Carel Stolker; Cambridge, 2015; 472 pages; $125 (hardcover)

Law schools lie at the intersection of influence by the judiciary, the profession, the university, government, industry and the citizen. In this most detailed book, Carel Stolker navigates the complex and often competing regulatory and conceptual imperatives of the law school. Impressively, his view is truly global. The reader is taken on an international journey and while there are obviously great jurisdictional differences, Stolker highlights that law schools perhaps share more in common than might be thought.

The book has 12 chapters, but can roughly be conceptualised as covering the university, the identity of the law school, legal education, legal scholarship, engagement and governance. There are two aspects of this in particular that I would like to canvass here — characteristics that are relevant not just to legal educators, but to the legal profession and society more broadly.

The first of these is the question of law as an academic discipline within the university. Caught between academe and the profession; between the local and the global, the answer to this question in the Australian context over recent decades has been resoundingly in favour of its academic nature. Slowly however, having largely closed off professional pathways to practice, work integrated learning and a skills orientation is entering the university.

In chapter three, Stolker articulates the arguments for and against law-as-academic. He posits reasons for the outsider status of law within the university, and suggests four reasons why law is academic: ‘its impact on people and society, its complexity, its connection to other disciplines and its role in raising future legal scholars.’ I think that these questions are worthwhile for the profession and the academy to consider in our own context of the massification and vocationalisation of higher education. What is it that we are trying to achieve through university education — or training — of lawyers? Can we achieve both vocational and academic skills together? These are issues not just affecting law, I suspect, but other disciplines also.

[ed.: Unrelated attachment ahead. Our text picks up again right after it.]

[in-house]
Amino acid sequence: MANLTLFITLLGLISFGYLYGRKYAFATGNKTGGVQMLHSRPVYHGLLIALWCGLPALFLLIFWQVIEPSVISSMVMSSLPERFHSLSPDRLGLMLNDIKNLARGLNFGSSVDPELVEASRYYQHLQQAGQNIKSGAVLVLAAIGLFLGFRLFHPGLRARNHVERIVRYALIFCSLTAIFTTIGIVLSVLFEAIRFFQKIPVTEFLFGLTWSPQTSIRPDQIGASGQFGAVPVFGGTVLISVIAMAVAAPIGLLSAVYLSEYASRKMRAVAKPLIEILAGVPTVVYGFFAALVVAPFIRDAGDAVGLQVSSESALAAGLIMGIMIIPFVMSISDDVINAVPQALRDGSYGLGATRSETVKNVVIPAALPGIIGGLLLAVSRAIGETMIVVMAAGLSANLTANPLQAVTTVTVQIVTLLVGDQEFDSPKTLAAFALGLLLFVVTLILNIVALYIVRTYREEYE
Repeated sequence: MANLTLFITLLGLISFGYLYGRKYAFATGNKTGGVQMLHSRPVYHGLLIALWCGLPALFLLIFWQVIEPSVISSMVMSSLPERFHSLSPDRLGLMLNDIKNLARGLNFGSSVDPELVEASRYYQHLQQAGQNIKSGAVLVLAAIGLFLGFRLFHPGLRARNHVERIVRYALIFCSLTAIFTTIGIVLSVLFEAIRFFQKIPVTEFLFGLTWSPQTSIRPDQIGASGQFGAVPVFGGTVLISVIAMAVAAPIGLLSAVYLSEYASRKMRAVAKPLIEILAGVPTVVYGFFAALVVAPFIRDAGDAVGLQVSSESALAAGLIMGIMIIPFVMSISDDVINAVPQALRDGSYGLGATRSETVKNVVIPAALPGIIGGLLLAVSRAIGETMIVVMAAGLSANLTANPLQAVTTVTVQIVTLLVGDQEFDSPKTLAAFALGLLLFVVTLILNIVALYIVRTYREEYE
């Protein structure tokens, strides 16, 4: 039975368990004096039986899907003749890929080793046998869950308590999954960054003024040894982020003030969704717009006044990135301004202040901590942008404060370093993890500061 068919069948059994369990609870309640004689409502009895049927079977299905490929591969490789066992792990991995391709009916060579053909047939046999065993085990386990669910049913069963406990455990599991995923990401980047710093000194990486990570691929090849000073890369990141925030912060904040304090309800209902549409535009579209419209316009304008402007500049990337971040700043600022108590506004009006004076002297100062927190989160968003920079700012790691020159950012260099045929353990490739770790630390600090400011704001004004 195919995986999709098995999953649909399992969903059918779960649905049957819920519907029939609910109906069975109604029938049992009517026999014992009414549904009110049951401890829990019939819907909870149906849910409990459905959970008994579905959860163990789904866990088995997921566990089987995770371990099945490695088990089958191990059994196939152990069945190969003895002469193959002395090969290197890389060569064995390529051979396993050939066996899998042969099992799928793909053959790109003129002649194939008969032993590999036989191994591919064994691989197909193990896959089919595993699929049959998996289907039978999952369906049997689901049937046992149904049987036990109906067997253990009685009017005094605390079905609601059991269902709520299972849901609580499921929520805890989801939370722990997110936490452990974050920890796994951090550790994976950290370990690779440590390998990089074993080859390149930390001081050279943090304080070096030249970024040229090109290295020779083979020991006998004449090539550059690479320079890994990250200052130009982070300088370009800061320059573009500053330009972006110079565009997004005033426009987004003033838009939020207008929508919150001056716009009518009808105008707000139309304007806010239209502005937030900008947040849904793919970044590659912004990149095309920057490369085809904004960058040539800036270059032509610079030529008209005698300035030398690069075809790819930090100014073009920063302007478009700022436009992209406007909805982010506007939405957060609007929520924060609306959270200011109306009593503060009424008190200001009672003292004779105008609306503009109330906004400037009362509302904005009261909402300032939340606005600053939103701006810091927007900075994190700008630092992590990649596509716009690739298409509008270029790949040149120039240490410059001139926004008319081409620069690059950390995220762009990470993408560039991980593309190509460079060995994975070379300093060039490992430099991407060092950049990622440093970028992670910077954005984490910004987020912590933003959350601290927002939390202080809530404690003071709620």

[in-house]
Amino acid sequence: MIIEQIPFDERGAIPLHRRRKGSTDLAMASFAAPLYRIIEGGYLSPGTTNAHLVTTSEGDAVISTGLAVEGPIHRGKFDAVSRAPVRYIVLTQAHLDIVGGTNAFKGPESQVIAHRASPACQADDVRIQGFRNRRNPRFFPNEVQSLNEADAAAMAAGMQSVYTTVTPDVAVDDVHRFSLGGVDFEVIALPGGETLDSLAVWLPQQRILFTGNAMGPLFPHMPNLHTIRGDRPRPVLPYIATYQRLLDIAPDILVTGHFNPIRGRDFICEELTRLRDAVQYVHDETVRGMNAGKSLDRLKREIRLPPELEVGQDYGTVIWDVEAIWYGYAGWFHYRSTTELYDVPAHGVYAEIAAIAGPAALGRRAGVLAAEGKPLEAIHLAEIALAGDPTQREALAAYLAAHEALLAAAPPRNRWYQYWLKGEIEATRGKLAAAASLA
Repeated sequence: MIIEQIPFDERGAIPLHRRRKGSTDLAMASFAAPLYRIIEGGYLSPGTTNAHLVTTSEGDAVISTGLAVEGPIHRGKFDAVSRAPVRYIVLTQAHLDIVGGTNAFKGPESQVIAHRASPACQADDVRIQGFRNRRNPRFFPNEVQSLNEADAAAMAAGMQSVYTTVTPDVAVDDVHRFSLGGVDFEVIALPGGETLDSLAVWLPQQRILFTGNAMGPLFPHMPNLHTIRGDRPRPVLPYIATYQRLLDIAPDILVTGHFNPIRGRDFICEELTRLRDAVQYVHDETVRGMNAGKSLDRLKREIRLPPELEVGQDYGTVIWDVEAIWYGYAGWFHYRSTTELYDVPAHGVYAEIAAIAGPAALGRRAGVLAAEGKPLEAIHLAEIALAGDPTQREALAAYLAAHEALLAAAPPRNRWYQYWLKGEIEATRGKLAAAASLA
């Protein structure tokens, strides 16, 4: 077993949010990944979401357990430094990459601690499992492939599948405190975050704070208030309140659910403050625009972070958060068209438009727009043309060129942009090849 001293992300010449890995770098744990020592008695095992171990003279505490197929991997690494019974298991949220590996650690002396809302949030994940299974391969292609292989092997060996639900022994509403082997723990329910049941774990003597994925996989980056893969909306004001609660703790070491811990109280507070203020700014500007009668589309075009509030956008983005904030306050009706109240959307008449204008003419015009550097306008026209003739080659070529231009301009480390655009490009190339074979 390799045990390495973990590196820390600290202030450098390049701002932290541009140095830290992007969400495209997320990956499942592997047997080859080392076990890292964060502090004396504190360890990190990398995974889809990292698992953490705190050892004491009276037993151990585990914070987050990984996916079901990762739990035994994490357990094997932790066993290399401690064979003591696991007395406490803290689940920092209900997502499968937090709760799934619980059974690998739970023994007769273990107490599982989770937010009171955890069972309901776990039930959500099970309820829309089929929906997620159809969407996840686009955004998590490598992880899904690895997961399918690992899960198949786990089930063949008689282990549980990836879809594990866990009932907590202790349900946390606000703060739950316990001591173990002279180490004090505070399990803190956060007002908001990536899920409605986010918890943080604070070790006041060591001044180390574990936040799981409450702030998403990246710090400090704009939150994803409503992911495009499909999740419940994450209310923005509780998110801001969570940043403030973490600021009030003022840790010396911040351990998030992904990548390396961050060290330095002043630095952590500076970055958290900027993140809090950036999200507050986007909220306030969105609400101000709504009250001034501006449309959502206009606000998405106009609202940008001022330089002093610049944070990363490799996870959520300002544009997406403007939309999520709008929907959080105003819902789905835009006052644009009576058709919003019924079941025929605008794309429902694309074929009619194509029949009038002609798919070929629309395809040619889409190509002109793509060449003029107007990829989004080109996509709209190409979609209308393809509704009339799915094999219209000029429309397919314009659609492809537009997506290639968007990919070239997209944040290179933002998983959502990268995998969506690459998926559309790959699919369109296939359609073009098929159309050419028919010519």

(2015) 40(3) AltLJ 218


Barristers Solicitors Pettifoggers

David Gibson

barristers-solicitors-pettifogers-coverProfiles in Australian Colonial Legal History

Simon Smith; Maverick Publications, 2014; 
223 pages; $39.95 (paperback)

Pettifogger: an inferior legal practitioner, especially one who deals with petty cases or employs dubious practices.

Simon Smith shines a light on the early days of legal practice in the Australian colonies in Barristers Solicitors Pettifoggers.

Smith has previously written Maverick Litigants — a history of some of Australia’s most notable vexatious litigants. If that book covered the plight of those who wanted to litigate but couldn’t, Barristers Solicitors Pettifoggers covers the story of those who did litigate but shouldn’t have — pettifoggers whose place in legal history was due to the dubious distinction of having been struck off.

An example is Horatio Nelson Carrington who began his career on the Isle of Man. Even in the early days of his practice, the omens weren’t good — his Principal on the island was himself struck off. After some ill-judged litigation on his own behalf (another bad omen), he took his family to the colonies.

(2015) 40(3) AltLJ 218